First up, music. 99% of the time I have iTunes playing a random mix of songs from my collection. Around 60% of my collection is older stuff like Pink Floyd (the best band ever), The Beatles (the second best band ever) and Eric Clapton (he’s just this guy, you know?). The rest is made up of albums from the mid-90s onwards, most of which has been heard on Triple J at some point. The other 1% of the time I’m listening to Triple J itself via an Internet stream. Normally I just listen to it in the car.
As for lighting, I prefer the evening, but I’ll work during any sensible time of the day. There’s a particular time in the morning where the sun shines directly onto my face through the window when I’m sitting at my desk. This is when I have breakfast. My day is usually spent doing interesting stuff that doesn’t involve computers. The evening is when I get my geeking done.
As for the physical environment involving desks and chairs and beds (oh my!) I have two favourite spots:
The desk is from Officeworks, and is brilliant. The chair is a moderately comfortable loan (I’ve had it almost 18 months now though) from my father.
This is where the thinking happens. My fountain pen and Moleskine notebook (I’m a brand whore) sit on the desk just to the right of the picture.
There’s something I need to get off my chest. You may have guessed what it is by now.
I’m getting really sick of news outlets calling Facebook pages ‘websites’. It’s really demoralising to the people who actually own websites and put effort into maintaining them. I mean, it even costs money! I bet you don’t get the people who create pages spending money on them.
So, Southern Cross News, WIN News, and even ABC News (this one, I admit, surprised me), please just stop confusing pages and websites. If you really want to get pedantic, a Facebook page is indeed a webpage, but it’s not a website. Facebook as a whole is a website.
It also alarms me that the easier it gets to create content on the web, the stupider the content gets (I’m talking about this and this). Which makes me wonder: were the book publishers and the newspaper publishers right? Has the quality of published work suffered because of the Internet? The fact that they might just be right… well, that scares me.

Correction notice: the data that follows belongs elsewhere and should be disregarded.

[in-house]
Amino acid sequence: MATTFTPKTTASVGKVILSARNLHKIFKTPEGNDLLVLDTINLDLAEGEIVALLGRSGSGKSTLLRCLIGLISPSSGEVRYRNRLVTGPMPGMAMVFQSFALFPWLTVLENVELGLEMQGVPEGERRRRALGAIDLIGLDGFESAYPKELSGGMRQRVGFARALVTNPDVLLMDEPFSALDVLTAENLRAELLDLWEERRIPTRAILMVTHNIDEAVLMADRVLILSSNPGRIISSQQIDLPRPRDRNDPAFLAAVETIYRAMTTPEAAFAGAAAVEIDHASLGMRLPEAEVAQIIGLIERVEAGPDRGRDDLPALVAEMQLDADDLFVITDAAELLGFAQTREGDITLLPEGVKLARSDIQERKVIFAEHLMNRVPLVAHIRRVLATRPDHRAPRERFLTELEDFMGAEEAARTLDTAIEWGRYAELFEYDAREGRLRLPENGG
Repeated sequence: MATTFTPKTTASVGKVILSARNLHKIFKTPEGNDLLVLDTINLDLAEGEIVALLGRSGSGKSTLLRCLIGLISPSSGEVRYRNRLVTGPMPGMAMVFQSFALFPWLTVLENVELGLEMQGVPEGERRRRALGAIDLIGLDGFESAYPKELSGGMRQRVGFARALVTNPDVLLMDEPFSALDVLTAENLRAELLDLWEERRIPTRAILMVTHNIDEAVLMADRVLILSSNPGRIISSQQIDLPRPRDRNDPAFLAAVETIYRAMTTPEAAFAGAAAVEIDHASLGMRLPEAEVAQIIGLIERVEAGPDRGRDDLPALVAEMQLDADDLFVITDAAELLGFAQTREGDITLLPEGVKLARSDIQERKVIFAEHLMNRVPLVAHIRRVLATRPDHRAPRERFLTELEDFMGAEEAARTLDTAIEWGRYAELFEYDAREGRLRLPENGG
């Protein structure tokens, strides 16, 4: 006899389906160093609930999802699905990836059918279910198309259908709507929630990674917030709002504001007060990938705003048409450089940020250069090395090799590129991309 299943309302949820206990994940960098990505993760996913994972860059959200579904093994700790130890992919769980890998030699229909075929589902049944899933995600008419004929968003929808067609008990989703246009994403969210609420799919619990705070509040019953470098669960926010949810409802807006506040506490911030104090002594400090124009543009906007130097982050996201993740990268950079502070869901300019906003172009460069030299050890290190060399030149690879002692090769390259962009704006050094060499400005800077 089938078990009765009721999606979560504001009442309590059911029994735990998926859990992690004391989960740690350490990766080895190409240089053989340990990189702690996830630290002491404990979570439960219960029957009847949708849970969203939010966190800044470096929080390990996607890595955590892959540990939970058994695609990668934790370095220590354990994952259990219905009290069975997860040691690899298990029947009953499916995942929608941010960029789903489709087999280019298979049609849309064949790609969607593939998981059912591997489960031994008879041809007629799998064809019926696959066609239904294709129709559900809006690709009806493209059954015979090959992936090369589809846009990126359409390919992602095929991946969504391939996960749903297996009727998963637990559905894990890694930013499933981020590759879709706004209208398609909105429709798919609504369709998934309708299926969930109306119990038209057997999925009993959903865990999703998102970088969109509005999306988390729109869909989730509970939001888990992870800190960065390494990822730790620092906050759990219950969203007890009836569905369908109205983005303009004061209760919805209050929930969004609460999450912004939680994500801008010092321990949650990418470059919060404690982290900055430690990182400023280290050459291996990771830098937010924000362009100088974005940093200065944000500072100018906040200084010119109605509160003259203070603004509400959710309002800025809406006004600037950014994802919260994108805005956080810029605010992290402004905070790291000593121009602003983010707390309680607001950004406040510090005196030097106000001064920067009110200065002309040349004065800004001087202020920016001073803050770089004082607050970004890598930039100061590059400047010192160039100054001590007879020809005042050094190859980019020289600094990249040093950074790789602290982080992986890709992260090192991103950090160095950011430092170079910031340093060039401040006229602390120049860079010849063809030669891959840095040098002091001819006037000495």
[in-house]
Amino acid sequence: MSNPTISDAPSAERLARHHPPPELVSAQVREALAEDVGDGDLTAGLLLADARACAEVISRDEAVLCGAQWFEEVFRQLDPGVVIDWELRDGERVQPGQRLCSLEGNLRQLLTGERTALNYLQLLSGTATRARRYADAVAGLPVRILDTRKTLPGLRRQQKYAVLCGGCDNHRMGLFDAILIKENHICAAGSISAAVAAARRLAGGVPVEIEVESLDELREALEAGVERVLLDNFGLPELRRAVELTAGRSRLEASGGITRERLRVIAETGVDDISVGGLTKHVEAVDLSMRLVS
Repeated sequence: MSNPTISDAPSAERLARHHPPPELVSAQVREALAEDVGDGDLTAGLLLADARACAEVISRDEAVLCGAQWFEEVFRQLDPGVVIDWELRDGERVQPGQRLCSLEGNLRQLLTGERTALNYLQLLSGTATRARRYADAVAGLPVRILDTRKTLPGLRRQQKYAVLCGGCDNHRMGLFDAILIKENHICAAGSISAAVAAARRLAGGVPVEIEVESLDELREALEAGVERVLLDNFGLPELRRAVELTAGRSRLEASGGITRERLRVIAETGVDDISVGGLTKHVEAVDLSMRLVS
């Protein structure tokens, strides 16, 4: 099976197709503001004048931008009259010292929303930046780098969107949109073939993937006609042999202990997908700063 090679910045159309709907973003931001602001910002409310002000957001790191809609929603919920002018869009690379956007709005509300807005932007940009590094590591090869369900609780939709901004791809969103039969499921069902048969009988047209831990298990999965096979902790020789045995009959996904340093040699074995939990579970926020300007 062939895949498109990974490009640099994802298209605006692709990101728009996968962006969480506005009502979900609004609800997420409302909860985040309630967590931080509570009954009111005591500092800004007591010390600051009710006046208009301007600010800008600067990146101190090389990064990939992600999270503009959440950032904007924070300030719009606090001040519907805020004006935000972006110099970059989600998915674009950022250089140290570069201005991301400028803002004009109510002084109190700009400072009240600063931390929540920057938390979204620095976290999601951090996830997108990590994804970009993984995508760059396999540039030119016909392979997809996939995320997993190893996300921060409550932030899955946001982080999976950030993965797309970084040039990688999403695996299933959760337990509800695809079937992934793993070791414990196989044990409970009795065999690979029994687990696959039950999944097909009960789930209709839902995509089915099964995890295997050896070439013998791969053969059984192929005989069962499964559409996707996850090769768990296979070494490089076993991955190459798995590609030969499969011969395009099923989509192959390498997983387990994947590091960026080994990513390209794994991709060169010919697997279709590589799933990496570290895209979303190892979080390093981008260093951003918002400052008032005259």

This evening I spent time on Youtube (uh oh…). After the usual clicking between videos, I ended up on this song. For the uninitiated, the Ning Nang Nong is a song by legendary poet Spike Milligan, but made famous (to Australians at least) by being made into an animation sequence on a children’s television show (Play School, on ABC TV). I spent about an hour listening to this video, over and over and over. It never gets old.
According to Wikipedia, Play School is the longest-running childrens television show in Australia, and more than 80% of young children watch it at least once a week. I’d say that’s been true for the entire running of the series too. Every person I’ve talked to on the matter has watched Play School as a child. Even though they’ve taken the Ning Nang Nong off the regular programming, it does occasionally get a run. And boy does it deserve it.
The Ning Nang Nong has so much pure win in it. It’s hilariously funny, completely insane, horribly addictive, and it impregnates itself in your brain forever. Very few Internet memes can pull as much win. From one comment on YouTube:
GreenCristina: […] The amount of win it contains cannot even be articulated.
So after a bit of thought, I came to the decision that more Australians would be able to recite more of the Ning Nang Nong than they would of the Australian national anthem (Advance Australia Fair), without listening to either song before hand. I know that I know more Ning Nang Nong, for certain.
So tell me (in the comments), have you seen the Ning Nang Nong? Is it the highlight of your childhood? Can you recite more it than Advance Australia Fair? And is it the biggest pre-Internet win ever?